February 18, 2015

Avoid Knee Pain with Weight Loss and Exercise

An intensive program of diet and exercise seems to protect overweight adults with diabetes from developing knee pain in the short term according to a new study published in Arthritis Care & Research.

12:00 AM EST February 09, 2015

Awkward Positions, Distractions and Fatigue May Trigger Low Back Pain

New research reveals the physical and psychosocial factors that significantly increase the risk of low back pain onset. In fact results published in Arthritis Care & Research, a journal of the American College of Rheumatology (ACR), show that being engaged in manual tasks involving awkward positions will increase the risk of low back pain by eight times. Those who are distracted during activities or fatigued also significantly increase their risk of acute low back pain.

12:00 AM EST November 03, 2014

Preterm, Low Birth-Weight Babies May Need New Hips in Adulthood

Researchers from Australia report that low birth weight and preterm birth are linked to increased risk for osteoarthritis (OA)-related hip replacements in adulthood.  Findings published in the American College of Rheumatology (ACR) journal, Arthritis Care & Research, indicate that low birth weight and pre-term babies were not at greater risk of knee arthroplasty due to OA as adults.  

12:00 AM EDT October 06, 2014

A Vicious Cycle in Osteoarthritis: Sleep Disturbance-Pain-Depression-Disability

New research confirms that sleep disturbances are linked to pain and depression, but not disability, among patients with osteoarthritis (OA). Study results published in Arthritis Care & Research, a journal of the American College of Rheumatology (ACR), found that poor sleep increases depression and disability, but does not worsen pain over time.

12:00 AM EDT July 10, 2014

Low Back Pain? Don’t Blame the Weather

Australian researchers reveal that sudden, acute episodes of low back pain are not linked to weather conditions such as temperature, humidity, air pressure, wind direction and precipitation. Findings published in Arthritis Care & Research, a journal of the American College of Rheumatology (ACR), indicate that the risk of low back pain slightly increases with higher wind speed or wind gusts, but was not clinically significant.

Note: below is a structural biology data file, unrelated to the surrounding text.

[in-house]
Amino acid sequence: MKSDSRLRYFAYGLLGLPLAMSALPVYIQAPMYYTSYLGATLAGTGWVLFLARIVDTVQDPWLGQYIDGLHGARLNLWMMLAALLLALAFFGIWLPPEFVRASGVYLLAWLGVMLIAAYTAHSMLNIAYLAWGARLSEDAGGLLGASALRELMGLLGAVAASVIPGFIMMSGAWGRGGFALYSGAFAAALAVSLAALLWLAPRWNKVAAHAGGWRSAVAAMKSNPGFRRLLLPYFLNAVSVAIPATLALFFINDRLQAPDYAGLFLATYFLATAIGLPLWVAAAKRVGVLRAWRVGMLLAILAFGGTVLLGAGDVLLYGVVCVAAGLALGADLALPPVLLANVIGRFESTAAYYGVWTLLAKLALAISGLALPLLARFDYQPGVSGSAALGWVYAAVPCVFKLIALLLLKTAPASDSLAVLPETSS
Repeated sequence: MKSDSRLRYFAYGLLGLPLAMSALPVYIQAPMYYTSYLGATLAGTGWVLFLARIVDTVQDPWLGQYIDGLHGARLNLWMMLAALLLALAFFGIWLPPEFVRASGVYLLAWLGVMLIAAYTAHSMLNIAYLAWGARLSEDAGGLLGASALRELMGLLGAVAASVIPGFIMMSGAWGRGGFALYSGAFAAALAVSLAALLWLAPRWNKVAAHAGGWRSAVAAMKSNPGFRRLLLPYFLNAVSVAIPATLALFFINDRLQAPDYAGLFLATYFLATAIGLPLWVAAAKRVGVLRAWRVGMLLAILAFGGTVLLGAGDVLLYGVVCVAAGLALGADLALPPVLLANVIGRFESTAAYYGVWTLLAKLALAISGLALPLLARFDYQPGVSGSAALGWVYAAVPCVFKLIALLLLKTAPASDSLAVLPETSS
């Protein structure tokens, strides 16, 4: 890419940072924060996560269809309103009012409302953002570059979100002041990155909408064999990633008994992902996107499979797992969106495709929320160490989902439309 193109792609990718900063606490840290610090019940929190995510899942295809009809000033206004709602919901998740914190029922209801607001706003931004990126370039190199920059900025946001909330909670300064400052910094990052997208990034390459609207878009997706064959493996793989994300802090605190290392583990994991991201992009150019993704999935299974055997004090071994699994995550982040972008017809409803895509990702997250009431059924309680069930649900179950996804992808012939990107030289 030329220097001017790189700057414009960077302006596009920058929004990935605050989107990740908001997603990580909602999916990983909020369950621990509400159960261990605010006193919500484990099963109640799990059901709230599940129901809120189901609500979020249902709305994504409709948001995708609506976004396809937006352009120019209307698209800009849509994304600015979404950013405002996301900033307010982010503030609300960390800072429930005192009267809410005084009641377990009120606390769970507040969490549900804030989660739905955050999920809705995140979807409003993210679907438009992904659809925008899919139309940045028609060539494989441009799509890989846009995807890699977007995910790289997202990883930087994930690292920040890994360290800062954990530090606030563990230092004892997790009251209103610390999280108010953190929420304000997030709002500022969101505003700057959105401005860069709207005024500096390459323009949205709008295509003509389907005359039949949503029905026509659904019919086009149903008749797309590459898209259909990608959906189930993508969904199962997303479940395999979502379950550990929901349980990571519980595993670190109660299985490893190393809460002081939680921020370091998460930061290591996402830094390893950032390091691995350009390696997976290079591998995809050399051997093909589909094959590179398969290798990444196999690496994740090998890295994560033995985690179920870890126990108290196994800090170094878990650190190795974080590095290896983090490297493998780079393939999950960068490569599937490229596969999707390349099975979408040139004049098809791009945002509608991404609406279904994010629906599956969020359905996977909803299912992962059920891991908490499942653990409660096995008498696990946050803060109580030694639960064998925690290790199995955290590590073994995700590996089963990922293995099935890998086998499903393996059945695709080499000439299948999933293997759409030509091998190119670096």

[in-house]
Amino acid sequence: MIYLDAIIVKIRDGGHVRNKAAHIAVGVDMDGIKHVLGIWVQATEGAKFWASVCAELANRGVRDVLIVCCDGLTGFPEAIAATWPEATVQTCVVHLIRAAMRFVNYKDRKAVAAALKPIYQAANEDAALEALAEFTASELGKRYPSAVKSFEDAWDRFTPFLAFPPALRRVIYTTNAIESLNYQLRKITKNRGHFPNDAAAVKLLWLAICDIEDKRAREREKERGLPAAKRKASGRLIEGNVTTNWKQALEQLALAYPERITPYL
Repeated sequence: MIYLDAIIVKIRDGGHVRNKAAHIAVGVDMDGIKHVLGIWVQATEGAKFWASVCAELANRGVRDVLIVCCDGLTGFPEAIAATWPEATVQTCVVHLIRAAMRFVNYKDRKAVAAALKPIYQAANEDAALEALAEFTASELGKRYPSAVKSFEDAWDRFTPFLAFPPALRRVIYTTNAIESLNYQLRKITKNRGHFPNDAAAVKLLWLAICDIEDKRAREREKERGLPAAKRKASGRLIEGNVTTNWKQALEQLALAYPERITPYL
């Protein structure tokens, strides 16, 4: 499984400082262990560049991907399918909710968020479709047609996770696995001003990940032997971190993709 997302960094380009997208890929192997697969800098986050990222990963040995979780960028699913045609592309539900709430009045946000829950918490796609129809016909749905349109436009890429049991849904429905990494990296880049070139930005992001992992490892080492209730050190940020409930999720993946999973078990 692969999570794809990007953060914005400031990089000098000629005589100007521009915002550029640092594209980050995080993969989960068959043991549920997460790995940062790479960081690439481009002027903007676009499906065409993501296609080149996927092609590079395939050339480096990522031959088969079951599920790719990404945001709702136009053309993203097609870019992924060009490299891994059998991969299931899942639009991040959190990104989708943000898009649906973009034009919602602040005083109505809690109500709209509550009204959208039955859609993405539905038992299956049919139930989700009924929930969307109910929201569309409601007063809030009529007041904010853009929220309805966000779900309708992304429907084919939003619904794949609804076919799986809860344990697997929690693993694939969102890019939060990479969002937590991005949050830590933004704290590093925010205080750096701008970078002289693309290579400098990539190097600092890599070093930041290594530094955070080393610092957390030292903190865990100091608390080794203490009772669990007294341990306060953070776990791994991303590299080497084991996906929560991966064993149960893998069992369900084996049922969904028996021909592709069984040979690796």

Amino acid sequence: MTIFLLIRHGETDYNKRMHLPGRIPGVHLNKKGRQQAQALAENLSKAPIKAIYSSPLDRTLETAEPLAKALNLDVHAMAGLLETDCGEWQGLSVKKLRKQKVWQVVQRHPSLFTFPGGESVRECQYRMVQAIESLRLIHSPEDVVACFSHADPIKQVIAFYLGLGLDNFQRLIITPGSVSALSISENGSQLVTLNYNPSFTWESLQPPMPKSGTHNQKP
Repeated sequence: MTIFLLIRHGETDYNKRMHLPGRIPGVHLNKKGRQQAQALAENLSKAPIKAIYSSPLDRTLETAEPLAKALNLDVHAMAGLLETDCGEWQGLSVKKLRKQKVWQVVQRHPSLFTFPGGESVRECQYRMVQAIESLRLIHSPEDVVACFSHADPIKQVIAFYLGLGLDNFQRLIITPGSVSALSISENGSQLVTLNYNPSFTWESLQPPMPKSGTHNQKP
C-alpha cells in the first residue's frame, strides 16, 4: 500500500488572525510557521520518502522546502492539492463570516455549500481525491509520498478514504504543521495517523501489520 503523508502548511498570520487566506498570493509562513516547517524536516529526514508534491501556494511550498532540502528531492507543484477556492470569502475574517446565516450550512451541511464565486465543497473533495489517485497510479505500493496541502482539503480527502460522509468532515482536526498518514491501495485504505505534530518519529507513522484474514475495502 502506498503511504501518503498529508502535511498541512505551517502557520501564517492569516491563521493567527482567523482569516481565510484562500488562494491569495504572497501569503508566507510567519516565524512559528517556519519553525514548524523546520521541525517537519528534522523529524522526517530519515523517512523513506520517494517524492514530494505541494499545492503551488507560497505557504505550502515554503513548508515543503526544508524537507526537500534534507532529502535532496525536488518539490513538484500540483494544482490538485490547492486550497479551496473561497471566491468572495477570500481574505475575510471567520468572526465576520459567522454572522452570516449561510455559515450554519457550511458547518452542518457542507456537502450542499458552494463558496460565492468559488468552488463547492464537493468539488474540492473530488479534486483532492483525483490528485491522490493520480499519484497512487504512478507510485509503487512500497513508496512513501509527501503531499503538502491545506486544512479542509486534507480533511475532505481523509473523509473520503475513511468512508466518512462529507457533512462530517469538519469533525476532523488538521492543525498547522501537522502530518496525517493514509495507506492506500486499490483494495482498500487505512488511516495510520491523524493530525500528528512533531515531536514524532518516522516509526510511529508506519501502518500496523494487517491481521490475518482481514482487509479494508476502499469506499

12:00 AM EDT June 12, 2014

6,000 Steps A Day Keeps Knee OA Limitations Away

A new study shows that walking reduces risk of functional limitation associated with knee osteoarthritis (OA).  In fact, the study funded in part by grants from the National Institutes of Health (NIH) and published in the American College of Rheumatology (ACR) journal, Arthritis Care & Research, suggests that walking 6,000 or more steps per day may protect those with or at risk of knee of OA from developing mobility issues, such as difficulty getting up from a chair and climbing stairs.  

12:00 AM EDT April 07, 2014

Drink Milk? Women Who Do May Delay Knee Osteoarthritis

New research reports that women who frequently consume fat-free or low-fat milk may delay the progression of osteoarthritis (OA) of the knee.  Findings published in the American College of Rheumatology (ACR) journal, Arthritis Care & Research, indicate that women who ate cheese saw an increase in knee OA progression.  Yogurt did not impact OA progression in men or women. 

12:00 AM EST March 03, 2014

Herbal Cannabis Not Recommended for Rheumatology Patients

Patients with rheumatic conditions are in need of symptom relief and some are turning to herbal cannabis as a treatment option. However, the effectiveness and safety of medical marijuana to treat symptoms of rheumatic conditions such as rheumatoid arthritis, lupus, or fibromyalgia is not supported by medical evidence.

12:00 AM EST December 03, 2013

Disability, Distress in RA Patients Cut in Half Over Last 20 Years

New research reveals that patients with rheumatoid arthritis (RA) today have an easier time with daily living than patients diagnosed two decades ago. According to results of the study published in Arthritis Care & Research, a journal of the American College of Rheumatology (ACR), anxiety, depression mood and physical disability have been cut in half over the last 20 years. Researchers believe a reduction in disease activity is partly responsible for this positive change.

Listings:1-2021-4041-6061-66